Self-Determination without Nationalism
A Theory of Postnational Sovereignty
Publication Year: 2012
Published by: Temple University Press
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This book has been written within and about three different debates or discussions that have occurred in political theory and international ethics in the last generation. First, there is the nationalism debate beginning in the 1980s, which has involved philosophers, historians, social theorists, and...
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Consider the following instances of contemporary political conflict. The people of Egypt mass by the thousands in the heart of Cairo, forcing the abdication of the virtual dictator of the country for the last generation. An unknown political movement in Mexico, named after a historical revolutionary, stages a series of spectacular media-oriented events to...
1. Distinguishing Peoples from Nations
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The nation-state is one of the most widely used, and least examined, concepts in political discourse today. It is implicit in the idea of national self-determination—that nations ought to have their own states. But there is a conceptual difference between nations and states, and they are also usually...
2. Self-Determination and Minority Rights
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Contemporary political theory has been strongly affected by the concept of rights, which nationalists have not been reluctant to use for their own purposes. This chapter examines the idea that ethnonational groups can claim a right of self-determination in order to establish independent nation-states. By comparing this idea with the related but quite distinct...
3. Self-Determination and Plebiscitary Democracy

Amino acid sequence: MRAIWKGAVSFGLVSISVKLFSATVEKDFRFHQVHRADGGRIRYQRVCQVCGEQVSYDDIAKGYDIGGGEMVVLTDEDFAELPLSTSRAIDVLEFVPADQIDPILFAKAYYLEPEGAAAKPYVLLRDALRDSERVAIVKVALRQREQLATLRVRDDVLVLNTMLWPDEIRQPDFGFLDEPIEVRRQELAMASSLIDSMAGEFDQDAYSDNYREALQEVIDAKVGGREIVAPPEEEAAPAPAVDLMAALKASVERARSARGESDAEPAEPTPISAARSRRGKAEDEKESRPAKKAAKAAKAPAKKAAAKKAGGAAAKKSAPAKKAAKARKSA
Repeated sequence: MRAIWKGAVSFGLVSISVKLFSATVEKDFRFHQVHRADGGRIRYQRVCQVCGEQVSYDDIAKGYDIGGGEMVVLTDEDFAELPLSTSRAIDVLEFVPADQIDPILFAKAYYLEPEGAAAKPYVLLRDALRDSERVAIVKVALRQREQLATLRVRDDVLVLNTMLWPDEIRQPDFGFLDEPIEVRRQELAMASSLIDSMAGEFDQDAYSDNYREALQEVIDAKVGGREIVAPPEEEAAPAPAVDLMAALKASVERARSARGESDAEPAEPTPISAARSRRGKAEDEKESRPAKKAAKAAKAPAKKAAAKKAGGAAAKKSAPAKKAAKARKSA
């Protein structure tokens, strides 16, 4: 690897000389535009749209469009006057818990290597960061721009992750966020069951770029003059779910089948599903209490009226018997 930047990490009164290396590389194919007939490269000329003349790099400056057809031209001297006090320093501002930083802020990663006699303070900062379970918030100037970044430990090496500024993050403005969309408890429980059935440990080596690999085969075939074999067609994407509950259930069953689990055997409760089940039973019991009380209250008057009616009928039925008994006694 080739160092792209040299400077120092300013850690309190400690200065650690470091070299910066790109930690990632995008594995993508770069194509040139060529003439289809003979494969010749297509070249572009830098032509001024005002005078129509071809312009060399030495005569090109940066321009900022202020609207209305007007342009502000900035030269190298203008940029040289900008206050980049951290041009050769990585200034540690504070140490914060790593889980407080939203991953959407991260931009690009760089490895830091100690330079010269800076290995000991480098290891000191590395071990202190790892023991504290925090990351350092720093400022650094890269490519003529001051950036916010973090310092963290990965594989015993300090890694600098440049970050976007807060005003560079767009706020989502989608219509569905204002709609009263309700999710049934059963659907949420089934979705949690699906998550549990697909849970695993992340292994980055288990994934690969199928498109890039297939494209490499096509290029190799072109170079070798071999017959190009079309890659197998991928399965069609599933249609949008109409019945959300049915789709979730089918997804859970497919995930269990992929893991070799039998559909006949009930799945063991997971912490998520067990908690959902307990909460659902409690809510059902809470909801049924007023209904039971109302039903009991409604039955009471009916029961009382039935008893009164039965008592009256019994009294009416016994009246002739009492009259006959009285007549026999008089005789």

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Contrary to the dominant—and quasi-nationalist—strand of thought on self-determination in political theory, it is the argument of Chapter 2 that self-determination does not have an intrinsic and justifiable connection to minority rights. It is only in the absence of rights for disadvantaged or oppressed minorities that self-determination as a sovereignty right becomes...
4. Ethical Communities without Nations
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It is time to specify the proper claimants of political self-determination— peoples. But there is still some work to be done before we can define the concept of peoples because it has often been confused with that of nations. In the view argued here, the two are distinct. To define peoples, the notion of an ethical...
5. The Illusion of Global Community
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In the first four chapters of this book, I argue that nation-states are not a legitimate form of political community because they violate principles of both natural and complex social justice. In making this case, I maintain, first, that the problem lies not with the state per se but with the idea that states...
6. The Contemporary Revival of Sovereignty
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In 1991, just after the definitive end of the Cold War, Charles Beitz wrote, “The idea of internal sovereignty plays no substantial role in contemporary political theory. So it is a striking fact that in the study of international relations, and in international political theory as well, the idea of external sovereignty...
7. The Legitimacy of Sovereignty Claims
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In establishing appropriate criteria for sovereignty claims today, it is important to recall that sovereignty is not an institution or power (though it may be instantiated in such things) but is best understood as a norm or idea. Thus, it is important to be clear about what sort of norm it is. In particular...
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As this study of self-determination and sovereignty draws to a close, it is worth highlighting both the advantages and the disadvantages of reaffirming these concepts. The advantages result in particular from developing a concept of ecosovereignty out of a principle of popular self-...
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Page Count: 278
Publication Year: 2012
Series Title: Global Ethics and Politics (GEP)
Series Editor Byline: Carol Gould